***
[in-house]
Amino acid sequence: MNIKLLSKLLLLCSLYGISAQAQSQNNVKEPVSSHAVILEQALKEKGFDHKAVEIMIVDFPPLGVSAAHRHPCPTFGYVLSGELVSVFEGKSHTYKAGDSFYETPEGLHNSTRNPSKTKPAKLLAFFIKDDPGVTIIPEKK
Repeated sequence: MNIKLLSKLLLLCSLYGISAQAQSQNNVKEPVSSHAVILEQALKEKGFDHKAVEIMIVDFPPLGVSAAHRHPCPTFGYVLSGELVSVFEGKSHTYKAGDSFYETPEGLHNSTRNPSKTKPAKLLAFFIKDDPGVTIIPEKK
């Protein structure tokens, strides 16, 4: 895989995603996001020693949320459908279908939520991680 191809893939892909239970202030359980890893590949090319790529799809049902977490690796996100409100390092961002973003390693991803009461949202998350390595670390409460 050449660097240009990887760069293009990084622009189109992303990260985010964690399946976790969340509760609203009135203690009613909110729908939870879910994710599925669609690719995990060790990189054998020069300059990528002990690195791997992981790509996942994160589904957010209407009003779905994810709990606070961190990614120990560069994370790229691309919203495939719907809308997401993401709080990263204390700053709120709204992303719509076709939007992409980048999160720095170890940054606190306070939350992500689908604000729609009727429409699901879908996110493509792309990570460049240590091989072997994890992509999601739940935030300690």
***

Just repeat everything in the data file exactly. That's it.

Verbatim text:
[in-house]
Amino acid sequence: MNIKLLSKLLLLCSLYGISAQAQSQNNVKEPVSSHAVILEQALKEKGFDHKAVEIMIVDFPPLGVSAAHRHPCPTFGYVLSGELVSVFEGKSHTYKAGDSFYETPEGLHNSTRNPSKTKPAKLLAFFIKDDPGVTIIPEKK
Repeated sequence: MNIKLLSKLLLLCSLYGISAQAQSQNNVKEPVSSHAVILEQALKEKGFDHKAVEIMIVDFPPLGVSAAHRHPCPTFGYVLSGELVSVFEGKSHTYKAGDSFYETPEGLHNSTRNPSKTKPAKLLAFFIKDDPGVTIIPEKK
């Protein structure tokens, strides 16, 4: 895989995603996001020693949320459908279908939520991680 191809893939892909239970202030359980890893590949090319790529799809049902977490690796996100409100390092961002973003390693991803009461949202998350390595670390409460 050449660097240009990887760069293009990084622009189109992303990260985010964690399946976790969340509760609203009135203690009613909110729908939870879910994710599925669609690719995990060790990189054998020069300059990528002990690195791997992981790509996942994160589904957010209407009003779905994810709990606070961190990614120990560069994370790229691309919203495939719907809308997401993401709080990263204390700053709120709204992303719509076709939007992409980048999160720095170890940054606190306070939350992500689908604000729609009727429409699901879908996110493509792309990570460049240590091989072997994890992509999601739940935030300690």